131. ^ The Political Graveyard: Index to Politicians: Sheldon
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  137. ^ The Political Graveyard: Index to Politicians: Sheppard
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  142. ^ BONO, Sonny - Biographical Information
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  145. ^ The Political Graveyard: Index to Politicians: Sherman
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  149. ^ The Political Graveyard: Index to Politicians: Shields
  150. ^ The Political Graveyard: Index to Politicians: Shields
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  152. ^ SHOBER, Francis Edwin - Biographical Information
  153. ^ SHOBER, Francis Emanuel - Biographical Information
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  155. ^ The Political Graveyard: Index to Politicians: Shoaf to Shorr
  156. ^ The Political Graveyard: Index to Politicians: Knight
  157. ^ The Political Graveyard: Index to Politicians: Shortal to Shukailo
  158. ^ The Political Graveyard: Index to Politicians: Shortal to Shukailo
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  162. ^ SHOUP, Richard Gardner (Dick) - Biographical Information
  163. ^ David Shriver
  164. ^ Biofiles: Maria Shriver
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  166. ^ The Political Graveyard: Index to Politicians: Shular to Shytle
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  168. ^ The Political Graveyard: Index to Politicians: Brown, C to D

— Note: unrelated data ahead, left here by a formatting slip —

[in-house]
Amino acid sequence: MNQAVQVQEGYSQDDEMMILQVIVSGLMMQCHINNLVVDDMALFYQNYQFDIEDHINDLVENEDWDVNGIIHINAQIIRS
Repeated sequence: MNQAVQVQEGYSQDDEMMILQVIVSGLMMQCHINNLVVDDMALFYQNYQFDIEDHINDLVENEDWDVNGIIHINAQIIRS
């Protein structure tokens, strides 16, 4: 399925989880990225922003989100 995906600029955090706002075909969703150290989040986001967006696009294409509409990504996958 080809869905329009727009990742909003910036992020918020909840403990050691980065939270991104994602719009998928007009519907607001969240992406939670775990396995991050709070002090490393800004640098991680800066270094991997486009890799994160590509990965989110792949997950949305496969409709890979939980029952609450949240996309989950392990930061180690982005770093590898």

169. ^ The Political Graveyard: Index to Politicians: Brown, E to F
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  185. ^ The Political Graveyard: Index to Politicians: Simmons
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  189. ^ State of Wyoming Legislature
  190. ^ Wyoming State Parks and Cultural Resources - Director
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  192. ^ The Political Graveyard: Index to Politicians: Simpson
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  195. ^ The Political Graveyard: Index to Politicians: Sina to Sizer
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  198. ^ The Political Graveyard: Index to Politicians: Skinner
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  200. ^ The Political Graveyard: Index to Politicians: Slausen to Sliwinksi
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  202. ^ SLEMP, Campbell Bascom - Biographical Information
  203. ^ The Political Graveyard: Index to Politicians: Slausen to Sliwinksi
  204. ^ The Political Graveyard: Index to Politicians: Slausen to Sliwinksi
  205. ^ The Political Graveyard: Index to Politicians: Emetaz to Engle
  206. ^ The Political Graveyard: Index to Politicians: Emetaz to Engle
  207. ^ The Political Graveyard: Index to Politicians: Emetaz to Engle
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  209. ^ SLOAN, Ithamar Conkey - Biographical Information
  210. ^ George Smathers
  211. ^ Ourcampaigns.com
  212. ^ The Political Graveyard: Index to Politicians: Smith, S to T
  213. ^ The Political Graveyard: Index to Politicians: Smith, O to R
  214. ^ SMITH, Nathaniel - Biographical Information
  215. ^ The Political Graveyard: Index to Politicians: Smith, K to N
  216. ^ The Political Graveyard: Index to Politicians: Smith, S to T
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  218. ^ Nick Smith
  219. ^ [3][dead link]
  220. ^ SMITH, Jeremiah - Biographical Information
  221. ^ The Political Graveyard: Index to Politicians: Smith, S to T
  222. ^ The Political Graveyard: Index to Politicians: Smith, O to R
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  225. ^ John SMITH | Infoplease.com
  226. ^ SMITH, Worthington Curtis - Biographical Information
  227. ^ The Political Graveyard: Index to Politicians: Smith, J